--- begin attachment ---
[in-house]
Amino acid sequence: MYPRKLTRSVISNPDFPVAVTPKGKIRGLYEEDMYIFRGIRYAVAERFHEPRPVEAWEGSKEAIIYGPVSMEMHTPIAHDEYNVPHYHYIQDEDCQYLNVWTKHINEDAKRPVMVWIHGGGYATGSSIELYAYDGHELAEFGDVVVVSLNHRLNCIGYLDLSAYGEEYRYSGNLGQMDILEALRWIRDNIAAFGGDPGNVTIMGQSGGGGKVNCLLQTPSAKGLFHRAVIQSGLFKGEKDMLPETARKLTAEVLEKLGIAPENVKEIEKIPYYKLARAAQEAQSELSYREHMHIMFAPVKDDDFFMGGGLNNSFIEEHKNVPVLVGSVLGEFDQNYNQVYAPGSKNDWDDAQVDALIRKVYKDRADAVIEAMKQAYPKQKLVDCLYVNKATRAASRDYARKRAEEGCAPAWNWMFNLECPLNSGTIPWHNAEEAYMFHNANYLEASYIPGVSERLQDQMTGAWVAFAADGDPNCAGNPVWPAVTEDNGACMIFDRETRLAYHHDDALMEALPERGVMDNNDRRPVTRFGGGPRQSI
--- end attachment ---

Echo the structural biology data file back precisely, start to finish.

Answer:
[in-house]
Amino acid sequence: MYPRKLTRSVISNPDFPVAVTPKGKIRGLYEEDMYIFRGIRYAVAERFHEPRPVEAWEGSKEAIIYGPVSMEMHTPIAHDEYNVPHYHYIQDEDCQYLNVWTKHINEDAKRPVMVWIHGGGYATGSSIELYAYDGHELAEFGDVVVVSLNHRLNCIGYLDLSAYGEEYRYSGNLGQMDILEALRWIRDNIAAFGGDPGNVTIMGQSGGGGKVNCLLQTPSAKGLFHRAVIQSGLFKGEKDMLPETARKLTAEVLEKLGIAPENVKEIEKIPYYKLARAAQEAQSELSYREHMHIMFAPVKDDDFFMGGGLNNSFIEEHKNVPVLVGSVLGEFDQNYNQVYAPGSKNDWDDAQVDALIRKVYKDRADAVIEAMKQAYPKQKLVDCLYVNKATRAASRDYARKRAEEGCAPAWNWMFNLECPLNSGTIPWHNAEEAYMFHNANYLEASYIPGVSERLQDQMTGAWVAFAADGDPNCAGNPVWPAVTEDNGACMIFDRETRLAYHHDDALMEALPERGVMDNNDRRPVTRFGGGPRQSI